Bananas and potassium

Wednesday, 06 April 2011
A study confirms the beneficial role of eating bananas to prevent strokes.

Banana peel can help remove heavy metals from water

Thursday, 17 March 2011
Scientists from Brazil have published a study exploring the ability of banana peel to extract lead and copper from water. This ability to gather together trace amounts of copper and lead could also be used to make the metals easier to detect, according to an American environmental engineer speaking to an Australian media.

European Parliament ratifies trade agreement

Thursday, 10 February 2011
One of the longest running trade disputes formally came to an end when the European Parliament an agreement between the EU and Latin American banana producing countries over tariff policies.

The New Yorker magazine reports on TR4

Monday, 10 January 2011
New Yorker reporter Mike Peed writes about the tropical race 4 strain that affects Cavendish bananas in southeast Asia and northern Australia and the efforts of Australian scientists to produce resistant bananas. The story is behind a pay wall but you can watch a video narrated by the journalist.

Crop tool for Africa

Thursday, 11 November 2010
The FAO launched a quick reference calendar covering 43 African countries and more than 130 crops, including bananas. The web-based tool provides information on the best time to plant a crop by agro-ecological zone.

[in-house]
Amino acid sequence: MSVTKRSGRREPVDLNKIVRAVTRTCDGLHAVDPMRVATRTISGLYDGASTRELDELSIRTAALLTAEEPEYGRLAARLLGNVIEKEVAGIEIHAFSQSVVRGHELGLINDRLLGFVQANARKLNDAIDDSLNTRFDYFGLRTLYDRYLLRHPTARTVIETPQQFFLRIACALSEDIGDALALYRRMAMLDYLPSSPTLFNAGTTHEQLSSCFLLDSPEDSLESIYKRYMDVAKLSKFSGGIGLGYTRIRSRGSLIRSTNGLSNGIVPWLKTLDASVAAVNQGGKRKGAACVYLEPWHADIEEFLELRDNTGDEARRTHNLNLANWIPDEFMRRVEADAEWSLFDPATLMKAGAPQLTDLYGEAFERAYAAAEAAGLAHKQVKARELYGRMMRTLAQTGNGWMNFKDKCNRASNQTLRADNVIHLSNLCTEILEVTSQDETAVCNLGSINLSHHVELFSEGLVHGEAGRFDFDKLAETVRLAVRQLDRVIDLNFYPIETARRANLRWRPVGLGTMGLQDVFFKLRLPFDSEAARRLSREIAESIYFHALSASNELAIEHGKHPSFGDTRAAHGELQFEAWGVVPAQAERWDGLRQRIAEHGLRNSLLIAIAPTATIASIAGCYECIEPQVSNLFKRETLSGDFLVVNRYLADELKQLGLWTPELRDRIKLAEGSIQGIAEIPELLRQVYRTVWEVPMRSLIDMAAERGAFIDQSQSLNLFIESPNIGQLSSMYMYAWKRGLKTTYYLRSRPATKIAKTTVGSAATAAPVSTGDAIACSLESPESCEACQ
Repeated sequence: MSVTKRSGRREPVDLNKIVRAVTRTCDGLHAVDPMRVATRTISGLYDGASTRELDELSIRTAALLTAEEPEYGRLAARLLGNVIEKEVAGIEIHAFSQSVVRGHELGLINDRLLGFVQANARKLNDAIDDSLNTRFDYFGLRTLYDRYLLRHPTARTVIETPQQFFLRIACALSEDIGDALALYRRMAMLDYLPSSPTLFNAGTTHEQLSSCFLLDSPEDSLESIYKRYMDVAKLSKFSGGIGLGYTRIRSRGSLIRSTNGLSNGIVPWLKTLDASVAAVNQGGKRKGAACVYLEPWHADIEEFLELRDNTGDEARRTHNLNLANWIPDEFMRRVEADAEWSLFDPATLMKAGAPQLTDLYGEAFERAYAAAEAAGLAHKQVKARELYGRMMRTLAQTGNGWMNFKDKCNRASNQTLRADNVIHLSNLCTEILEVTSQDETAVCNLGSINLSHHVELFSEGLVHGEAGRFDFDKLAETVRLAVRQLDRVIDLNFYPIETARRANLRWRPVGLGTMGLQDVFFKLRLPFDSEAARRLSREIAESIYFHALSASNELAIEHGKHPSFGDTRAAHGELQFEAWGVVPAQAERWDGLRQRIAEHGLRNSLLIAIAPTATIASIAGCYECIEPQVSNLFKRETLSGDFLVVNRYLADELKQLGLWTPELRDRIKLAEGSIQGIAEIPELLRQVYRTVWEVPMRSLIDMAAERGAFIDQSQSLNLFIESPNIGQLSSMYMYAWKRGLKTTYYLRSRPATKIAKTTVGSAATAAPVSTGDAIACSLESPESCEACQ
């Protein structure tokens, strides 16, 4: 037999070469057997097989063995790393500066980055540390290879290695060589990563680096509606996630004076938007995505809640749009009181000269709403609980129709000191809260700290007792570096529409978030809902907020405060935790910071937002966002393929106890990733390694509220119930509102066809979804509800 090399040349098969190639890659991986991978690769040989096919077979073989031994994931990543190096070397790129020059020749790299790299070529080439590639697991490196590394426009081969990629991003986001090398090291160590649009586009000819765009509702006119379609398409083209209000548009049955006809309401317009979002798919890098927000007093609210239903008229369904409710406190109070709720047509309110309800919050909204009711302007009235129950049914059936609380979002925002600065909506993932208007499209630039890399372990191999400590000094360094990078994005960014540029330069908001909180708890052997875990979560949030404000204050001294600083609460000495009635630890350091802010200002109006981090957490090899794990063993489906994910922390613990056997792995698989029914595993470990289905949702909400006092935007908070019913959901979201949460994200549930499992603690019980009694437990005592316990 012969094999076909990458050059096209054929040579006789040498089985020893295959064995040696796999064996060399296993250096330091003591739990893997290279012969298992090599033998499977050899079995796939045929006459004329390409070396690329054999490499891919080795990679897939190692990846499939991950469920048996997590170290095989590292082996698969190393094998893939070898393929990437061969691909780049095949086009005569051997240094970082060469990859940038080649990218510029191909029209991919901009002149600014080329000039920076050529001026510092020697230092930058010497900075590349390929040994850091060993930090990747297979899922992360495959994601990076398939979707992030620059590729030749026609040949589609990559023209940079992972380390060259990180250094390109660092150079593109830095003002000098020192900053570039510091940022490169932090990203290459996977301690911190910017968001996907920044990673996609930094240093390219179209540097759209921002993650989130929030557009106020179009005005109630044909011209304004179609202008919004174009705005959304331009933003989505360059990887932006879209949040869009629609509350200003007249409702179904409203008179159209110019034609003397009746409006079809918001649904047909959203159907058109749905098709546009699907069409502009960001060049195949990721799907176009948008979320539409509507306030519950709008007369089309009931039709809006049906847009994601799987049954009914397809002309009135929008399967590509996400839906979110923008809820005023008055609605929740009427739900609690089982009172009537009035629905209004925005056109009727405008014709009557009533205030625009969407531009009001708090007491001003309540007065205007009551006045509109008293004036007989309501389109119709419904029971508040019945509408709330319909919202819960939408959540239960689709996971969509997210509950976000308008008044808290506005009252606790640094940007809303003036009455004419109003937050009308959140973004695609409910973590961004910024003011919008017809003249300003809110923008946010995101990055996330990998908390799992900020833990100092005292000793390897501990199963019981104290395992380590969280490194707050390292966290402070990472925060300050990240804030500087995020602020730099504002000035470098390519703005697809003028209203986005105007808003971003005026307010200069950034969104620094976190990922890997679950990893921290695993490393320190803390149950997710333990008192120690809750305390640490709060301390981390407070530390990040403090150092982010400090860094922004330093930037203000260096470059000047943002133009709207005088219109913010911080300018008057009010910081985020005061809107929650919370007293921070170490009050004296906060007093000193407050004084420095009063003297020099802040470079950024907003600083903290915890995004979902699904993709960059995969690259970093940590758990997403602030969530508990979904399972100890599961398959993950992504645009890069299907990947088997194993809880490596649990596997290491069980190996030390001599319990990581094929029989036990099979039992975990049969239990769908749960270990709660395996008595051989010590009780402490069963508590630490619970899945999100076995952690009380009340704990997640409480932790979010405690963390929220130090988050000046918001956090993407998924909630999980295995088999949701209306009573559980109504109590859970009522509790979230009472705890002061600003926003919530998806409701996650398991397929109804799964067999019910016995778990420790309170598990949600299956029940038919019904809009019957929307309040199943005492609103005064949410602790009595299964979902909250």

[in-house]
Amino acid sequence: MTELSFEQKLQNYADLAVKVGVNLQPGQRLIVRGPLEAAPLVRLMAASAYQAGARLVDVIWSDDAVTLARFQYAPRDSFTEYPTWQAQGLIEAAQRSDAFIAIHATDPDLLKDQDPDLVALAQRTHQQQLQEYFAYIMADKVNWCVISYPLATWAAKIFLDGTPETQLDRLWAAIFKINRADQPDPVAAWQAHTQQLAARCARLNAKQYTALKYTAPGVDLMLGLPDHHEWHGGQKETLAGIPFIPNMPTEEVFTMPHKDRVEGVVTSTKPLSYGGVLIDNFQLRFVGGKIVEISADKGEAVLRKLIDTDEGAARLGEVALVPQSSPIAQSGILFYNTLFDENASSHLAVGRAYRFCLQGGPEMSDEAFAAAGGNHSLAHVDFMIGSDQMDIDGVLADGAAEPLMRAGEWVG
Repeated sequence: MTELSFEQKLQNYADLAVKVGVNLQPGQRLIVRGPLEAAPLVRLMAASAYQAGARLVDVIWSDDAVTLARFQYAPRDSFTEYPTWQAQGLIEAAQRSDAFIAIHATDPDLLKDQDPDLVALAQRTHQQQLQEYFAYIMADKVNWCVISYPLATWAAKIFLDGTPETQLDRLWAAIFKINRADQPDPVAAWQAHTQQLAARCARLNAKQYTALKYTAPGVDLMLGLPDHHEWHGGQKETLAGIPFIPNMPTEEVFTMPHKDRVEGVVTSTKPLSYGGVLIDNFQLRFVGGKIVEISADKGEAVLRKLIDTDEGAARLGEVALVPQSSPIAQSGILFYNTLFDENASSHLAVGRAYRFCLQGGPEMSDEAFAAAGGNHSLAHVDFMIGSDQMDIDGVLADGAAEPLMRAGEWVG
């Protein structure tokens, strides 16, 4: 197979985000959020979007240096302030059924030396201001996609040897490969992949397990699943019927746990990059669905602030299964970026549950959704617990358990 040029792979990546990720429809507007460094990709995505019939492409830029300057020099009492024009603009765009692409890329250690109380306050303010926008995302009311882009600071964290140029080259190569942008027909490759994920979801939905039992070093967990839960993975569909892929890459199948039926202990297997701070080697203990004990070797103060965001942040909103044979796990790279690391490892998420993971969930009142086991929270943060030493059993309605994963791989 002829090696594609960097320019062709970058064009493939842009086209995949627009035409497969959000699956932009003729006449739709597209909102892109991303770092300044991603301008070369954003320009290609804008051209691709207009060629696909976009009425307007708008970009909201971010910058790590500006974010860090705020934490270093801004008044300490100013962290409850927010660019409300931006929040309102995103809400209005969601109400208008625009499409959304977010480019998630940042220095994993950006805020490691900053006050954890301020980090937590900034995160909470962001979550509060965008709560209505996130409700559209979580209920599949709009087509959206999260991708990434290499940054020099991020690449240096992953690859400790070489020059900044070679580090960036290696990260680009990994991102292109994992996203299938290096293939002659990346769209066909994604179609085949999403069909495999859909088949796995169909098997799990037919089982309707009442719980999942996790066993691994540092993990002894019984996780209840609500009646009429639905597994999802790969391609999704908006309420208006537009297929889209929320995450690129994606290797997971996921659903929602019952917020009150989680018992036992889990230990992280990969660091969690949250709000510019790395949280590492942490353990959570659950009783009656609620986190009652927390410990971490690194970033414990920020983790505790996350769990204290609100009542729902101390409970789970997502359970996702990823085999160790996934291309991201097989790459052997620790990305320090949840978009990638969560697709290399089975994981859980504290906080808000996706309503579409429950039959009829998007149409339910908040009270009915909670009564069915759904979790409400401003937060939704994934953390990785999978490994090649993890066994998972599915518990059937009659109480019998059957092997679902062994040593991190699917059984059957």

Efforts underway to rescue Pacific banana

Thursday, 21 October 2010
The Global Crop Diversity Trust is coordinating efforts to put in long-term conservationindigenous crops that could be used to address health problems created by an over reliance on imported foods. Meanwhile, Slow Food Miami nominated the Pacific banana Hua Moa for its Ark of Taste.

Trials on GM bananas in Uganda

Tuesday, 05 October 2010
GMO
The Uganda National Biosafety Committee recently approved a series of trials on GM crops, two of which involve bananas. The bananas have been engineered to resist Xanthomonas wilt or to produce more vitamin A and iron.

Reinforcing plastics with banana fibre

Sunday, 03 October 2010
An EC-funded project is developing techniques to extract fibres from banana leaves and use them to develop thermoplastic composite products for the automotive industry. Meanwhile, Papyrus Australia developed a technology to transform banana pseudostems into timber-based products.

Increasing the shelf-life of Ugandan bananas

Friday, 01 October 2010
A vacuum-sealed process extends the shelf-life of bananas to up to 30 days when they are kept in the refrigerator. The Presidential Initiative on Banana Industrial Development is also supporting projects on the production of juice and flour from bananas.

Tomato gene may fend banana against formidable fungus

Thursday, 30 September 2010
Having shown in a PNAS article that the fungus Cladosporium fulvum, which causes leaf blight in tomato plants, is closely related to Mycosphaerella fijiensis, which causes a leaf spot disease in bananas, scientists from Wageningen University in the Netherlands speculate that the Cf resistance gene of the tomato could provide protection to the defenceless Cavendish banana.